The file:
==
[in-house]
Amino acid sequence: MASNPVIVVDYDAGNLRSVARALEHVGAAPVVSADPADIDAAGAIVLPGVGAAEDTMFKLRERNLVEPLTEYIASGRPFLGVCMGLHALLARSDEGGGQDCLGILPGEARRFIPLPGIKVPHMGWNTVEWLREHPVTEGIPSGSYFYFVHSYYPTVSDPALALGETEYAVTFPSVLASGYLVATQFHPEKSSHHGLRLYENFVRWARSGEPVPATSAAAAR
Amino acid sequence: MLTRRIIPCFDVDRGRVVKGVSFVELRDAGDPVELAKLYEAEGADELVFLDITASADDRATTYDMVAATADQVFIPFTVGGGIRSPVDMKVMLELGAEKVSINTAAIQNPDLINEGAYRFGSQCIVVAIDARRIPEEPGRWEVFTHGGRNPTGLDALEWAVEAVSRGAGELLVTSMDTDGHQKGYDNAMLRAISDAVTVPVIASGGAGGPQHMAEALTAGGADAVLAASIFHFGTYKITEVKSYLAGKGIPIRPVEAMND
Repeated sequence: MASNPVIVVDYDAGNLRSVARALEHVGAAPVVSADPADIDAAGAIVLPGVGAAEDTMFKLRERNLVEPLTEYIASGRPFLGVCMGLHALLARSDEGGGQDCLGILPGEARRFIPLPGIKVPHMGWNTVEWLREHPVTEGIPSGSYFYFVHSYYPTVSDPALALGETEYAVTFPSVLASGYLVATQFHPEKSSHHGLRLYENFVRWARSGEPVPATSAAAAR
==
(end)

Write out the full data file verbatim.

[in-house]
Amino acid sequence: MASNPVIVVDYDAGNLRSVARALEHVGAAPVVSADPADIDAAGAIVLPGVGAAEDTMFKLRERNLVEPLTEYIASGRPFLGVCMGLHALLARSDEGGGQDCLGILPGEARRFIPLPGIKVPHMGWNTVEWLREHPVTEGIPSGSYFYFVHSYYPTVSDPALALGETEYAVTFPSVLASGYLVATQFHPEKSSHHGLRLYENFVRWARSGEPVPATSAAAAR
Amino acid sequence: MLTRRIIPCFDVDRGRVVKGVSFVELRDAGDPVELAKLYEAEGADELVFLDITASADDRATTYDMVAATADQVFIPFTVGGGIRSPVDMKVMLELGAEKVSINTAAIQNPDLINEGAYRFGSQCIVVAIDARRIPEEPGRWEVFTHGGRNPTGLDALEWAVEAVSRGAGELLVTSMDTDGHQKGYDNAMLRAISDAVTVPVIASGGAGGPQHMAEALTAGGADAVLAASIFHFGTYKITEVKSYLAGKGIPIRPVEAMND
Repeated sequence: MASNPVIVVDYDAGNLRSVARALEHVGAAPVVSADPADIDAAGAIVLPGVGAAEDTMFKLRERNLVEPLTEYIASGRPFLGVCMGLHALLARSDEGGGQDCLGILPGEARRFIPLPGIKVPHMGWNTVEWLREHPVTEGIPSGSYFYFVHSYYPTVSDPALALGETEYAVTFPSVLASGYLVATQFHPEKSSHHGLRLYENFVRWARSGEPVPATSAAAAR